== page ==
Endowed in perpetuity by the Glenna Luschei Fund for Excellence



By Mikael de Lara Co

I live in a country without vineyards. 
We nail crosses to the trunks of coconut trees
as we wait for the sap to ferment. At night 
the bats swoop down from their canopies 
as the many words for fear rest heavy 
on our tongues. Mangoes dangle from trees 
like tusks and one summer
out of every century a vast predatory cloak
of locusts covers the rice fields. Understand:
we are easily scared in my country,
and when strangers arrive, our villages
echo with the sound of a thousand slippers 
slapping on dirt-roads. I live in a country 
where a prayer hides beneath every curse, 
and when one cannot find a word 
for what one feels, one sighs 
and lets the wind ache instead.
Sometimes we are reminded 
of our embittered gods, but only
as history, more memory than faith,
and when they rap at our windows
or peer from inside their bamboo thickets,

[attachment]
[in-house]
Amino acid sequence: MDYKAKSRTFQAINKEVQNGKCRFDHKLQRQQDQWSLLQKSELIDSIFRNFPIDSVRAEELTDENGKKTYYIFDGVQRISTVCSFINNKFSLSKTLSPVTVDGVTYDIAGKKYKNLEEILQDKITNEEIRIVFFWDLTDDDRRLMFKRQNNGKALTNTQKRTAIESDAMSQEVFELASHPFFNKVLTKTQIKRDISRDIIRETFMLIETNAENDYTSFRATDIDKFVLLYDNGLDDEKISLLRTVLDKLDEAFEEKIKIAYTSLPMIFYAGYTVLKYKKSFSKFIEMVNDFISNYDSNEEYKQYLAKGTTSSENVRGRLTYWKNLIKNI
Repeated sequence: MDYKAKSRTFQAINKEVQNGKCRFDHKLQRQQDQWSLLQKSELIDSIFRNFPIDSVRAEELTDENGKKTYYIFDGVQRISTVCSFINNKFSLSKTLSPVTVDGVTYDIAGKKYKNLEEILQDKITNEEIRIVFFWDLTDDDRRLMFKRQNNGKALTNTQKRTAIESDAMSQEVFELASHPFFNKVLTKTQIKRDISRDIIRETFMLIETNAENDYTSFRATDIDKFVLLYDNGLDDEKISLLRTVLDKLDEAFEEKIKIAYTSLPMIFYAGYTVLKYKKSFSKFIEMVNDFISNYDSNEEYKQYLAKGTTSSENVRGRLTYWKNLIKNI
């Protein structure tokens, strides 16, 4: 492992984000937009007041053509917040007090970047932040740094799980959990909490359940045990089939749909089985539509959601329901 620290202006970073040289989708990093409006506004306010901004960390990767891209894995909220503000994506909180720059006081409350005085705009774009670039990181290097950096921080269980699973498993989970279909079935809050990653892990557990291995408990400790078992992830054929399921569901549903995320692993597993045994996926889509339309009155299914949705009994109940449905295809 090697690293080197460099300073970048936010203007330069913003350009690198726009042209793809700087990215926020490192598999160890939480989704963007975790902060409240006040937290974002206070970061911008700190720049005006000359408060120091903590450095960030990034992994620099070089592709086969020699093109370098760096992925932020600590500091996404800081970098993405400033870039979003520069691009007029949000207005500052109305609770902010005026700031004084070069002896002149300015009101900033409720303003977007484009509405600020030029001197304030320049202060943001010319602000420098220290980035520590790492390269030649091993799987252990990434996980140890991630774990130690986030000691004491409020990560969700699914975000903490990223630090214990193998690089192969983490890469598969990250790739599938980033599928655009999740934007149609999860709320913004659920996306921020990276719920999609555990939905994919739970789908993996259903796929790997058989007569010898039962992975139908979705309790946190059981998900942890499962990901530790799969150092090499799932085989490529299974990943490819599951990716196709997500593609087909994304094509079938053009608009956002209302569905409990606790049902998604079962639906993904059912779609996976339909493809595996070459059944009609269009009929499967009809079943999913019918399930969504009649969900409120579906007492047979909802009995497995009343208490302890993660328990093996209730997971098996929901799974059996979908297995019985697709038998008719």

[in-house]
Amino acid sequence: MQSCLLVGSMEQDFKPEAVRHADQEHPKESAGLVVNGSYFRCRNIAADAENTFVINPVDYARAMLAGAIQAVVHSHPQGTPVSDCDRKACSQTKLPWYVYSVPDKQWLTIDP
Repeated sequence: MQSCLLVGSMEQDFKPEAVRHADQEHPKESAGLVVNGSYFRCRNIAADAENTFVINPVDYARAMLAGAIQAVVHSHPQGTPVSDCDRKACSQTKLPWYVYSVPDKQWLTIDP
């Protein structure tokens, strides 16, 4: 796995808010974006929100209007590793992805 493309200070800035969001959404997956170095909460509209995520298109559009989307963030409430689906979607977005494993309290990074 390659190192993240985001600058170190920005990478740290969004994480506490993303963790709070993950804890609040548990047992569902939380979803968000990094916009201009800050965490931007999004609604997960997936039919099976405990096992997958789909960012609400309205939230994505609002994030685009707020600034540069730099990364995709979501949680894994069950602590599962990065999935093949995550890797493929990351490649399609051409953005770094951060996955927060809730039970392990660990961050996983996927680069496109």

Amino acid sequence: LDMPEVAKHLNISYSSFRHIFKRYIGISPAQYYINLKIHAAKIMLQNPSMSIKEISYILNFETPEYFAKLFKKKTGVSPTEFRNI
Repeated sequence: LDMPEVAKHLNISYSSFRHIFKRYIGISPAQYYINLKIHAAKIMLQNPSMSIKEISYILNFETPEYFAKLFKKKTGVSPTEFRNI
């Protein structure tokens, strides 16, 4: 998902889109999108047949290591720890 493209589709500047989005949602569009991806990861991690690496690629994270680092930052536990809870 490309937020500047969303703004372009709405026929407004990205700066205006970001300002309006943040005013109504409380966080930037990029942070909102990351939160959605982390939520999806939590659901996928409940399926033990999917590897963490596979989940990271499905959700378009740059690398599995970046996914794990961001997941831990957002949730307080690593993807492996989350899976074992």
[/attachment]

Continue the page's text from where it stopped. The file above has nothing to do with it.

we see only shadows and think of ghosts.
I live in a country without angels
or snow, without a word for guilt,
and we are happy inside our churches
until the rains come and the rivers swell
and again we are reminded that, once, 
a goddess watered our country
with milk from her breasts and the lands 
filled with trees like so many green,
upturned hands.


Mikael de Lara Co

Mikael de Lara Co has received numerous awards for his poetry, among them the Palanca Memorial Grand Prizes for poetry in English and Filipino, the Maningning Miclat Grand Prize twice, and the Philippine Free Press Award for poetry. He currently works for the Presidential Communications Development and Strategic Planning Office.

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